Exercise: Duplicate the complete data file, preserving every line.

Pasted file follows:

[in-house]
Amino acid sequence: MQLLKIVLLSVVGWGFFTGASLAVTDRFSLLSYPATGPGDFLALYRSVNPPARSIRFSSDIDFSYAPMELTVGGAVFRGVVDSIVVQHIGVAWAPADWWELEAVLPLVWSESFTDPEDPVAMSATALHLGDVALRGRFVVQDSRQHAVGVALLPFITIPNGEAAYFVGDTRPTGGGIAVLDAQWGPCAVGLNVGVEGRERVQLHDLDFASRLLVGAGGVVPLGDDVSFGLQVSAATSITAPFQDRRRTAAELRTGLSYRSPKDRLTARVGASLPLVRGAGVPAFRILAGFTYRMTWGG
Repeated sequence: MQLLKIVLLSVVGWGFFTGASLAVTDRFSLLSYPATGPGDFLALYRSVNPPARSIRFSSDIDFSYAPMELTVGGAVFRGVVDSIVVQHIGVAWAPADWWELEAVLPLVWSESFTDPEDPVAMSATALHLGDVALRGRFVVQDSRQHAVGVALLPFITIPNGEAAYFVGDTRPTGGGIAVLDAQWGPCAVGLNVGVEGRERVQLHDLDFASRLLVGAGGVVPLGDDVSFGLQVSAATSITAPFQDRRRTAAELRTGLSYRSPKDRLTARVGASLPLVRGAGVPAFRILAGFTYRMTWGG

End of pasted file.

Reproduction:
[in-house]
Amino acid sequence: MQLLKIVLLSVVGWGFFTGASLAVTDRFSLLSYPATGPGDFLALYRSVNPPARSIRFSSDIDFSYAPMELTVGGAVFRGVVDSIVVQHIGVAWAPADWWELEAVLPLVWSESFTDPEDPVAMSATALHLGDVALRGRFVVQDSRQHAVGVALLPFITIPNGEAAYFVGDTRPTGGGIAVLDAQWGPCAVGLNVGVEGRERVQLHDLDFASRLLVGAGGVVPLGDDVSFGLQVSAATSITAPFQDRRRTAAELRTGLSYRSPKDRLTARVGASLPLVRGAGVPAFRILAGFTYRMTWGG
Repeated sequence: MQLLKIVLLSVVGWGFFTGASLAVTDRFSLLSYPATGPGDFLALYRSVNPPARSIRFSSDIDFSYAPMELTVGGAVFRGVVDSIVVQHIGVAWAPADWWELEAVLPLVWSESFTDPEDPVAMSATALHLGDVALRGRFVVQDSRQHAVGVALLPFITIPNGEAAYFVGDTRPTGGGIAVLDAQWGPCAVGLNVGVEGRERVQLHDLDFASRLLVGAGGVVPLGDDVSFGLQVSAATSITAPFQDRRRTAAELRTGLSYRSPKDRLTARVGASLPLVRGAGVPAFRILAGFTYRMTWGG